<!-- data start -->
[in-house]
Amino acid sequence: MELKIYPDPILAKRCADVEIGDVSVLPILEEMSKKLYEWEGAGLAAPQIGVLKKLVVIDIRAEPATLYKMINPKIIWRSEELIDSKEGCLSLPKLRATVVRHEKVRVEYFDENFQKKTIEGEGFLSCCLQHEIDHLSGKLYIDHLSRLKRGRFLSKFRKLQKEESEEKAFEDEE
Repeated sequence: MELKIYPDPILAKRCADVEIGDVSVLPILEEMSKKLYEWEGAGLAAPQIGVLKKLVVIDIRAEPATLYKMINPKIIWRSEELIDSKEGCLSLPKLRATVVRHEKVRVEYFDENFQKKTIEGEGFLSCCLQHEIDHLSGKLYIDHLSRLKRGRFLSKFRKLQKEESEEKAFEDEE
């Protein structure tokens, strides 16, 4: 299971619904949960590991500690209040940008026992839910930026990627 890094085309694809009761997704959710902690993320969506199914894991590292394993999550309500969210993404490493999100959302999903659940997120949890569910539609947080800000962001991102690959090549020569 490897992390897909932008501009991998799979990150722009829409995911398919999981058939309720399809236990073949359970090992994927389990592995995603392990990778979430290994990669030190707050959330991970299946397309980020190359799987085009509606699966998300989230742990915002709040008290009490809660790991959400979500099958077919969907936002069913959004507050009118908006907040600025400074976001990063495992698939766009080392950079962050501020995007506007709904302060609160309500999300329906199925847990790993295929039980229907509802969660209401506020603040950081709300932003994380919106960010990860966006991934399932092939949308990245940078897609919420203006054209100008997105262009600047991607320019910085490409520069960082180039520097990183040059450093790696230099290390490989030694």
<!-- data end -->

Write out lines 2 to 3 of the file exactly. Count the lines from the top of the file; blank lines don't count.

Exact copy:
Amino acid sequence: MELKIYPDPILAKRCADVEIGDVSVLPILEEMSKKLYEWEGAGLAAPQIGVLKKLVVIDIRAEPATLYKMINPKIIWRSEELIDSKEGCLSLPKLRATVVRHEKVRVEYFDENFQKKTIEGEGFLSCCLQHEIDHLSGKLYIDHLSRLKRGRFLSKFRKLQKEESEEKAFEDEE
Repeated sequence: MELKIYPDPILAKRCADVEIGDVSVLPILEEMSKKLYEWEGAGLAAPQIGVLKKLVVIDIRAEPATLYKMINPKIIWRSEELIDSKEGCLSLPKLRATVVRHEKVRVEYFDENFQKKTIEGEGFLSCCLQHEIDHLSGKLYIDHLSRLKRGRFLSKFRKLQKEESEEKAFEDEE